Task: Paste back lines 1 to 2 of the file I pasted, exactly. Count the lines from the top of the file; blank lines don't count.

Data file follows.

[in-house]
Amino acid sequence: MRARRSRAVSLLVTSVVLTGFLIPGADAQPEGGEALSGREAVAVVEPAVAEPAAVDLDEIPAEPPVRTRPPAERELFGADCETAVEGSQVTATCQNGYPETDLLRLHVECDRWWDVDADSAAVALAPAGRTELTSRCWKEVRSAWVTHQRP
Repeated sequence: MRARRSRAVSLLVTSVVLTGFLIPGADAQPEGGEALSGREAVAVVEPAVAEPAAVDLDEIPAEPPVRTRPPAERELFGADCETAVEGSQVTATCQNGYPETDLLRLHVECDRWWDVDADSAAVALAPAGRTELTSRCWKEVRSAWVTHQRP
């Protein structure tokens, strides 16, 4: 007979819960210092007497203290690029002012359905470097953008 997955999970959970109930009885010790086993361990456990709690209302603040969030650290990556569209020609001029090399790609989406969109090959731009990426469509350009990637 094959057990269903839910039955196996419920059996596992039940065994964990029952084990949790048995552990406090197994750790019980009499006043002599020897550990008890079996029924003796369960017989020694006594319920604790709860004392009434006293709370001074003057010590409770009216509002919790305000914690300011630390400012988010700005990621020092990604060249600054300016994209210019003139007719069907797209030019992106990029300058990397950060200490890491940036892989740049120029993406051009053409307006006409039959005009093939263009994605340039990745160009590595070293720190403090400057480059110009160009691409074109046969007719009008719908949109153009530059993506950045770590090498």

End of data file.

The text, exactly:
[in-house]
Amino acid sequence: MRARRSRAVSLLVTSVVLTGFLIPGADAQPEGGEALSGREAVAVVEPAVAEPAAVDLDEIPAEPPVRTRPPAERELFGADCETAVEGSQVTATCQNGYPETDLLRLHVECDRWWDVDADSAAVALAPAGRTELTSRCWKEVRSAWVTHQRP